Oh, and to hitchhike through Iran, a country where good friends have family, and a Russian backpacker that I met in India once told me that it was Iran where he met the most hospitable people in the world. So much, that a planned weeklong trip took 5 because he didn’t want to leave this love.

Then to go to Jordan. To visit the lost city of Petra without a phone to admire it, and capture it only in my memories.

I’m excited to discover Pakistan, where a high school friend has returned each summer and I’ve promised to join him.

Better, to Ireland, where my childhood best friend returns every summer so that we can swim with the Dusty the Doolin Pier dolphin or the whales off the Cliffs of Moher.

I want to hear the emerging music scene of Baghdad, where an Iraqi coffee-shop owner in Vienna last Christmas told me of the reggae scene he and his cousin were raised in. And that he could introduce me to, should I ever visit his childhood home. I will.

Then, to Turkey. To have lunch in Asia, and dinner in Europe. To window shop the Galata neighborhood, purchase an Orhan Pamuk novel and wait for a nighttime dance circle on Istiklal street.

I’m excited to visit Costa Rica, to explore the Nicoya peninsula and learn the recipes of their centenarians.

And then to visit Argentina, to sacrifice sleep for the soles of my converse sneakers, dancing through them night after night, swapping them for sandals for the flight home.

Or the flight to Jamaica, where I’ll explore the dancehall culture of Kingston, and keep up with the newest moves. Or at least try to learn them.

Then I’ll return to India, to see my friends in Mumbai and practice yoga in Rishikesh where last time I was too ill to participate in, but not ill enough to stay dry from the Ganges. Then I’ll go south to Goa, to visit a man named Bond who owns an Italian beach cafe named Mama Cecilias that serves no Italian food but does have a moped that I’ll borrow and use to find Sundeep, the coconut man just outside Candolim Beach.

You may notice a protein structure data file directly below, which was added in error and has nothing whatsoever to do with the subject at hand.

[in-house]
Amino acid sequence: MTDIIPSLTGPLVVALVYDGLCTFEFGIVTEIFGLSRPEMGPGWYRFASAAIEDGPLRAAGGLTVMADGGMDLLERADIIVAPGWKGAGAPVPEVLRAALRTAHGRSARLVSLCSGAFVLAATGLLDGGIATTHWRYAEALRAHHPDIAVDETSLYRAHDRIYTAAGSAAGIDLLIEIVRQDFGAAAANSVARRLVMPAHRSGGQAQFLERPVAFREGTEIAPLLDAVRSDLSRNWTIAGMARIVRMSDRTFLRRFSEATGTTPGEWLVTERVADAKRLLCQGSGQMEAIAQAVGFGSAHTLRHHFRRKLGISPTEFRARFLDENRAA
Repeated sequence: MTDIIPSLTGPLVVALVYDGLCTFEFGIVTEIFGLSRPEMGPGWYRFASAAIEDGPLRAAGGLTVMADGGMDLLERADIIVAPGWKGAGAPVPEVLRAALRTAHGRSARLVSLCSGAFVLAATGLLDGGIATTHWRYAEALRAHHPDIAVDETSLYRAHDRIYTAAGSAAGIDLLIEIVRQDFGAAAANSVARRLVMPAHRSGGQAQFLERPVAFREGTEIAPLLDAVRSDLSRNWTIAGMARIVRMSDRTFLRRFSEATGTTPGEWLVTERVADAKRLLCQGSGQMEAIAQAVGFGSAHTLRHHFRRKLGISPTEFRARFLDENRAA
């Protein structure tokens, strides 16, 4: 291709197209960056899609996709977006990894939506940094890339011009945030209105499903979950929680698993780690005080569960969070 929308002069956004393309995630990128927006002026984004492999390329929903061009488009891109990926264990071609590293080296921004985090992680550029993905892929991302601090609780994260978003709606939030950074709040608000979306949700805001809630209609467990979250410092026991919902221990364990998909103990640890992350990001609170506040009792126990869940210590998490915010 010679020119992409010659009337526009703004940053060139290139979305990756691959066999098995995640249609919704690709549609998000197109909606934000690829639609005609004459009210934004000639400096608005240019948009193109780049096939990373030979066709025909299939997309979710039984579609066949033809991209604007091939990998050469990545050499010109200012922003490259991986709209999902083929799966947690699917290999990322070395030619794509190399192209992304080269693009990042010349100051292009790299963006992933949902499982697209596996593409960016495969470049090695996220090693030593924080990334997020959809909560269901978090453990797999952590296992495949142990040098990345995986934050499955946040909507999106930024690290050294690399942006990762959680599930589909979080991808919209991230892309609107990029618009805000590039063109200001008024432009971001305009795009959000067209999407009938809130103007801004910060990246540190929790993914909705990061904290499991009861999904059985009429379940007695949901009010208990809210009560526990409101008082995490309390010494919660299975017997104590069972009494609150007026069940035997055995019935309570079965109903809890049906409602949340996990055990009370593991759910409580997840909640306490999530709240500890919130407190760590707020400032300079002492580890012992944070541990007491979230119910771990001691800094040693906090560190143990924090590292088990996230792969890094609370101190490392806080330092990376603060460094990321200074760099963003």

When the time comes I am going to fly, to rent a car, to stay at hotels, hostels, and homes, and I want to let everyone in those industries, large and small, from cafe owners to coconut men, know that I will invest in you.

I fucking promise I will come, and I will spill this fund into you.

I won’t do this from guilt, but because I want to. I want to interact with strangers from across the world once we find the other side of this because I know this level of compassion and empathy that we all share will not disappear.

We will be scarred, but we will be together, and with each hug, handshake, and homemade dinner I embrace in the future, we’ll be reminded of our shared humanity, and I hope that is what makes this world a better place.

Nationalism is said to increase during war. Today, when the whole world is vulnerable yet unified, globalism at peer-to-peer levels is increasing.

I know you’re hurting right now, but trust that I will come back.

We will come back.

Richie. Human.